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A CurtainUp Review
In Boston Marriage, Mamet has abandoned grunge for elegance, and gritty verbal exchanges for the high flown parlor talk of two Victorian ladies whose relationship typifies the living arrangements of many unmarried women of the period and most famously fictionalized in Henry James' novel, The Bostonians.
Though Henry James and Oscar Wilde seem more likely authors for comedy of manners than David Mamet, Anna and Claire are very much Mamet's own creatures. What James left implicit about Boston marriages is very much explicit in the verbal ping-pong game played in Anna's parlor. There's no question as to these women's sexual preferences, nor are they too refined to send colloquialisms and curses flying freely over the net ("You want me to be your beard?" . . . " You pagan slut". . . "evil old bitch". . . ). Men are necessary evils for those short on ready cash or as Anna bluntly puts it you can do "Just the One Thing" with them and that a case of "In like a Lion, out like a Lamb."
It's clear that Mamet is having a ball turning back the clock to be Wilde-ly witty and at the same time indulging his penchant for less refined language. What's more underneath all that mannered and clever repartee, Anna and Claire are as much like the scam-sters in American Buffalo as Gwendolyn and Cecily in The Importance of Being Earnest.
The scam that Mamet has concocted is full of absurdities leading to an O'Henry-like twist at the end. The plot, in a nutshell, is this:
To supplement her income with a monthly stipend and gifts such as the heirloom necklace she is wearing when we first see her, Anna has become the mistress of a wealthy married man (as Anna explains his marital status: "would he require a mistress if he had no wife? "). Claire wants Anna to not only accept that she's fallen in love with a young girl, but to allow the seduction to take place in her home. After much bantering and with considerable regret Anna agrees. When Claire's new love wonders how her mother's heirloom necklace ended around Anna's neck both the practical alliance and the new romance are threatened, prompting Anna and Claire to concoct a scheme to solve their dilemma, naturally, a scheme sure to be fraught with mishaps.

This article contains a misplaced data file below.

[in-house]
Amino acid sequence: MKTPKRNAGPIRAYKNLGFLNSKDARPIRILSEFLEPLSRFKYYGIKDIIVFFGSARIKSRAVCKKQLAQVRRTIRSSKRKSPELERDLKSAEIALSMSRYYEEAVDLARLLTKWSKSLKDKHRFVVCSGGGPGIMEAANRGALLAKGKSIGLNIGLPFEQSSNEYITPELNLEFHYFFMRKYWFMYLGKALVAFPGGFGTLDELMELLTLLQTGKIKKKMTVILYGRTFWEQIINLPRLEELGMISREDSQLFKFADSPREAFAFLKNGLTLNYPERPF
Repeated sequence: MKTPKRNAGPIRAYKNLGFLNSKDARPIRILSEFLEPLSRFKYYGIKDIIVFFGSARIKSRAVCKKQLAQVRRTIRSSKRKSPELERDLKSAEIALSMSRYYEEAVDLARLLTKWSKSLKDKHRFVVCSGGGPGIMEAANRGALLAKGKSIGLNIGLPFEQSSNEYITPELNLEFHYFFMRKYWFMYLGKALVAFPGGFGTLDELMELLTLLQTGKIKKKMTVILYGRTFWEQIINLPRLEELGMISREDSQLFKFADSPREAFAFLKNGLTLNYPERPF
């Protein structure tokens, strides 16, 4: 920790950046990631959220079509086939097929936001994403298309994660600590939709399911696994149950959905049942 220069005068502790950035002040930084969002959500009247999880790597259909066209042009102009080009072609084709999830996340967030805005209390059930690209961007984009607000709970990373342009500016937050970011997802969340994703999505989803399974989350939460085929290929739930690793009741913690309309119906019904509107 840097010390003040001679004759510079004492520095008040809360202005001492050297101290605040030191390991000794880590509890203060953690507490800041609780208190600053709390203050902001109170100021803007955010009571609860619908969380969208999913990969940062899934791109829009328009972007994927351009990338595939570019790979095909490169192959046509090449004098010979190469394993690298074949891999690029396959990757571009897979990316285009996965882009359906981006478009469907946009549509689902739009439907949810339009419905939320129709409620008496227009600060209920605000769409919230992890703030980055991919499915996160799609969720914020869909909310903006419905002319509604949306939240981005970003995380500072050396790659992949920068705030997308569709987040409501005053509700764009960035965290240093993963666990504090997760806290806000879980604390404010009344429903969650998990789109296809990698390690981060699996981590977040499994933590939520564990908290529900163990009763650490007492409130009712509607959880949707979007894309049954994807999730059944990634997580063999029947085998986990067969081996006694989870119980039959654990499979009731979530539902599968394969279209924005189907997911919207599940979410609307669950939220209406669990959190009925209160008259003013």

With Kate Burton and Martha Plimpton, resplendent in Paul Tazwell's waist cinching outfits and Paul Huntley's wigs, this third production of Boston Marriage (it opened at Boston's Hasty Pudding Club and also had a run at London's Donmar Warehouse), is blessed with two delightful dueling partners. Burton's comedic skills are familiar to me from some of her Williamstown Theatre Festival appearances. As Anna she outdoes herself in landing a veritable feast of witty lines with perfectly timed flair. If she is a bit too pretty and young looking to play an aging woman, she nevertheless captures the desperation that makes Anna willing to leave no trick untried that will help her to keep her lover. Plimpton, who last charmed audiences as the spunky, no-nonsense Maggie in Hobson's Choice is aptly acerbic yet besotted as Claire.
Knowing that every drawing room comedy needs a maid, Mamet has created Catherine (Arden Myrin, amusing though not quite experienced enough to turn her role into the scene stealer it could be). She serves tea, wields an occasional feather duster and relays messages from visitors such as Claire's paramour and a stove repairman. Mostly she's there as a foil for the self-involved mistress who keeps forgetting her name and insults her for being Irish even though she's Scotch.
Since Lizzie Loveridge saw Boston Marriage in London, the ninety minutes has gained some fifteen minutes plus an intermission. This parlor garm simply doesn't warrant this expanded treatment, and in fact becomes tiresome after the intermission. If anything, Ms. Kohlhaas would have been well advised to go in the other directions and dish up just a slice instead of all of the pie Anna recommends to relieve stress.
Lizzie Loveridge's complaint that the floral chintz fabric that covered the Donmar Warehouse stage tended to obscure the women does not apply to Walt divgler's rose tinted set, but instead puts the focus on the eye teasing costumes.
For the record. While this comic chamber piece may seem like a departure for David Mamet, it is in fact just another example of his versatility. The hats he wears include directing, teaching, children's and adult books and writing screen plays, including his adaptation of another period play, Terrence Rattigan's the Winslow Boy. The use of an all female cast is a new departure for him and as evidenced by the three trios who have now played Anna, Claire and Catherine (RebeccaPidgeon, Felicity Huffman and Mary McCann in Boston; Zoe Wannamaker, Anna Chancellor and Lyndsay Marshall in London) these women allow very different actresses to have as grand a time acting these roles as the playwright had creating them. Even with more drastic casting -- say, Harvey Firestein as Anna and Charles Busch as Claire -- one leaves Boston Marriage hoping Mamet will next return to his more gritty Mametian roots.
Boston Marriage in London
CurtainUp's Mamet backgrounder with links to other reviews
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